Unlimited Learning hosts virtual seminar on legendary Mongol conqueror
Genghis Khan is an imposing figure in human history, lecturer Jon Wefald said, but the Mongol warlord's legendary legacy only gains more clout the deeper you delve into his and his people's story.
For good or ill, few human beings have changed the course of history more than the likes of Genghis Khan — the medieval Mongol warlord who took a fractured coalition of tribes of the Asian steppe and forged the largest contiguous empire to ever exist.
Genghis Khan was the subject of a virtual seminar — the first to be hosted online in the series — by the educational nonprofit organization Lakes Area Unlimited Learning. Jon Wefald, the former president of Kansas State University and lecturer, gave an hour-long presentation, "A Look at Genghis Kahn and the Mongolian Horde.” In his lecture, Wefald expounded on the man he deemed to be the preeminent conquerer of mankind, outshining the likes of Alexander the Great, Napoleon Bonaparte and Douglas MacArthur.
Genghis Khan — first named Temujin, the son of a tribal leader — was born 1162 in the barren Asiatic plains of Mongolia, Wefald said. The Mongols were a group of six nomadic tribes living a brutal existence on the steppes and plagued by constant infighting, said Wefald, who noted Genghis Khan’s world was the world of the Dark Ages — a point of history when cultural progression took a significant regression with the fall of the Roman Empire in 476 A.D.
“There are three months of summer, and nine months of winter, so it wasn't a great place to live. Mongolia is a barren, stark world. It's got nothing. It’s a land totally unsuitable for agriculture,” Wefald said. “So, during this period of time, Genghis Khan takes six tribes in Mongolia that have been warring against one another for centuries. He united those tribes and put together the greatest horse army in the entire history of the world, a force that was unbeatable.”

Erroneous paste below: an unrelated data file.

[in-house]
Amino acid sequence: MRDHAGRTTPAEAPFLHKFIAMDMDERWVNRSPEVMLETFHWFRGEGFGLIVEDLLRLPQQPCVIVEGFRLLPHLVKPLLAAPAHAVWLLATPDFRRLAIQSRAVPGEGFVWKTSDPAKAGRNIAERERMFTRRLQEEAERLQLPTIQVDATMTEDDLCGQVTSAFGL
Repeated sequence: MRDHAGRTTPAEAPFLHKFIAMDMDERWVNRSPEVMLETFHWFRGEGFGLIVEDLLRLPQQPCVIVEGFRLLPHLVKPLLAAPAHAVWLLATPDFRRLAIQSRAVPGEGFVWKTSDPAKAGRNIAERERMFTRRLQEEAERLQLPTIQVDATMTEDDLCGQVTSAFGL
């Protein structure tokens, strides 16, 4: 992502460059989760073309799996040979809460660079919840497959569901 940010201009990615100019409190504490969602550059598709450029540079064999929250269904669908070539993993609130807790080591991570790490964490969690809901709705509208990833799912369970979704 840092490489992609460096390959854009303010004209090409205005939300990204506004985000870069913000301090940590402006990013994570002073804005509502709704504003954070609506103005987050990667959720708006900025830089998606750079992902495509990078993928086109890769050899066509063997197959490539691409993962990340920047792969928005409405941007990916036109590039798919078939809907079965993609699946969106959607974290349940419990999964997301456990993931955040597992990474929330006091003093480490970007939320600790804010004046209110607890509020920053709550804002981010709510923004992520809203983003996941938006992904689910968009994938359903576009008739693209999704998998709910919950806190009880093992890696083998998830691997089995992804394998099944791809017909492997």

That was the thing about growing up in some of the harshest conditions on Earth, Wefald said, it produced a breed of the toughest, most brutal and effective fighters that lent a fearsome gravitas to the historical term “horde.”
Half-starved? Yes. Illiterate? Most definitely. Undersized and comparatively primitive to their Chinese and Persian neighbors? Absolutely. But, Wefald noted, when a typical Mongol soldier is riding horseback and shooting a bow by the age of 3, able to cover 80-90 miles a day and survive on horse blood for weeks at a time, it starts to make sense how an army of 200,000 became one of the most effective fighting forces ever assembled.
“These armies over history had to live off the land, but no one did it better than the Mongols. They ate what was available, if it was dogs, cats, they would kill their goats and sheep. They lived off the land,” Wefald said. “No, they didn't have a diet of McDonald's hamburgers and Diet Cokes, I'll guarantee you that.”
Under the masterful strategies of Genghis Khan and his generals, Wefald said, the Mongols swept across Eurasia — from Korea in the east to the doorstep of western Europe itself — in a series of campaigns that crushed China, Khwarazmian Persia, the principalities of Russia and eastern Europe, the Seljuk Turks and a litany of other societies.
The devastation and occupation by Mongols could be so total, Wefald said, that it effectively suppressed Russian society for three centuries and led to a cultural regression that still echoes in the autocratic rule of czars, Soviet premiers and dictatorial Russian presidents ever since.
Still, Wefald said, for all their purported savagery, the Mongol Empire under Genghis Khan and his descendents was a pragmatic and pluralistic society which emphasized freedom of religion, a merit-based system of authority, cultural integration, savvy administration and a strong promotion of trade and communication of ideas.
The thread of Genghis Khan’s influence can still be seen, Wefald said, in modern societies as we know them today — evidenced, in part, by the fact that 11% of Asian males can trace a direct genetic lineage to a single individual from the 1200s. That man, Wefald said, in all likelihood is the great Genghis Khan.
GABRIEL LAGARDE may be reached at firstname.lastname@example.org or 218-855-5859. Follow at www.twitter.com/glbrddispatch .